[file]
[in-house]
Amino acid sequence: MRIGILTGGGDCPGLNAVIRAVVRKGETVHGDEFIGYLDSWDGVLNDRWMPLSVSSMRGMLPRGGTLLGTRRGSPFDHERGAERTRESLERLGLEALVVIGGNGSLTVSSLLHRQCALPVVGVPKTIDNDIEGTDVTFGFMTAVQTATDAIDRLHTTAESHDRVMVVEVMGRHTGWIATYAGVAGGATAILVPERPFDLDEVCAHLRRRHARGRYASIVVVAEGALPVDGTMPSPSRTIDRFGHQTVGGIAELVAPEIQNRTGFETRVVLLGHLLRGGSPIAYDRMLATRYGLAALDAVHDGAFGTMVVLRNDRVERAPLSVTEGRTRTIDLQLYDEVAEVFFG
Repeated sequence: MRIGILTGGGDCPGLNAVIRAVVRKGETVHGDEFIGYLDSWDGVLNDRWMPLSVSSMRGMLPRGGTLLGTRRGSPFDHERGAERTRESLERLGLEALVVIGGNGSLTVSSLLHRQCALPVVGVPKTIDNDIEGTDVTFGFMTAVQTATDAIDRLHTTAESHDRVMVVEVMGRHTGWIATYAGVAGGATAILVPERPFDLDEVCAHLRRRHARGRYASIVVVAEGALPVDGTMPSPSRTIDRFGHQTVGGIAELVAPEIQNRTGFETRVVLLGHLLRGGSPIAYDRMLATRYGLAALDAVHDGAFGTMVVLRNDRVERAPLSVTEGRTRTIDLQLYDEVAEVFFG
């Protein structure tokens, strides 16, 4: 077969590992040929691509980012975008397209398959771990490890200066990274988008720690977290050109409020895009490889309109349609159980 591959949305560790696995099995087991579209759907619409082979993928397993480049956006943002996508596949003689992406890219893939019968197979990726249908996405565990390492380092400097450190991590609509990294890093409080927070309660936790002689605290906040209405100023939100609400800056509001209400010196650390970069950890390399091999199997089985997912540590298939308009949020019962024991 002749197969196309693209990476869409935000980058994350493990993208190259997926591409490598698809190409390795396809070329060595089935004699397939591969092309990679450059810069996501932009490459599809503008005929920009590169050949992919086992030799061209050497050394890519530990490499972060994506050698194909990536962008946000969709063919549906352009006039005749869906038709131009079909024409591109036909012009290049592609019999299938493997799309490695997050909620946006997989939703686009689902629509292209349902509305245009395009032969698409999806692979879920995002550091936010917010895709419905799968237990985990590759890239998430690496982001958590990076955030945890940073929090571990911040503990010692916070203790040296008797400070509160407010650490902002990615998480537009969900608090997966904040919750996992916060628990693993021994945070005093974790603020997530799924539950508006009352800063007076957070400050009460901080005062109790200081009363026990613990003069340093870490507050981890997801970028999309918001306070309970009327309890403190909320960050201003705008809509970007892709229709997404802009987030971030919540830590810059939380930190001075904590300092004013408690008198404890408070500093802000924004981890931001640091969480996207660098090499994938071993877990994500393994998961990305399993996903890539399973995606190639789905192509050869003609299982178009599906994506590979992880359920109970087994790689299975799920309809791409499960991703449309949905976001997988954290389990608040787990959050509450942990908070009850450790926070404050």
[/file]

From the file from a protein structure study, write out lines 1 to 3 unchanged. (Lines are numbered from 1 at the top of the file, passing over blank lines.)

[in-house]
Amino acid sequence: MRIGILTGGGDCPGLNAVIRAVVRKGETVHGDEFIGYLDSWDGVLNDRWMPLSVSSMRGMLPRGGTLLGTRRGSPFDHERGAERTRESLERLGLEALVVIGGNGSLTVSSLLHRQCALPVVGVPKTIDNDIEGTDVTFGFMTAVQTATDAIDRLHTTAESHDRVMVVEVMGRHTGWIATYAGVAGGATAILVPERPFDLDEVCAHLRRRHARGRYASIVVVAEGALPVDGTMPSPSRTIDRFGHQTVGGIAELVAPEIQNRTGFETRVVLLGHLLRGGSPIAYDRMLATRYGLAALDAVHDGAFGTMVVLRNDRVERAPLSVTEGRTRTIDLQLYDEVAEVFFG
Repeated sequence: MRIGILTGGGDCPGLNAVIRAVVRKGETVHGDEFIGYLDSWDGVLNDRWMPLSVSSMRGMLPRGGTLLGTRRGSPFDHERGAERTRESLERLGLEALVVIGGNGSLTVSSLLHRQCALPVVGVPKTIDNDIEGTDVTFGFMTAVQTATDAIDRLHTTAESHDRVMVVEVMGRHTGWIATYAGVAGGATAILVPERPFDLDEVCAHLRRRHARGRYASIVVVAEGALPVDGTMPSPSRTIDRFGHQTVGGIAELVAPEIQNRTGFETRVVLLGHLLRGGSPIAYDRMLATRYGLAALDAVHDGAFGTMVVLRNDRVERAPLSVTEGRTRTIDLQLYDEVAEVFFG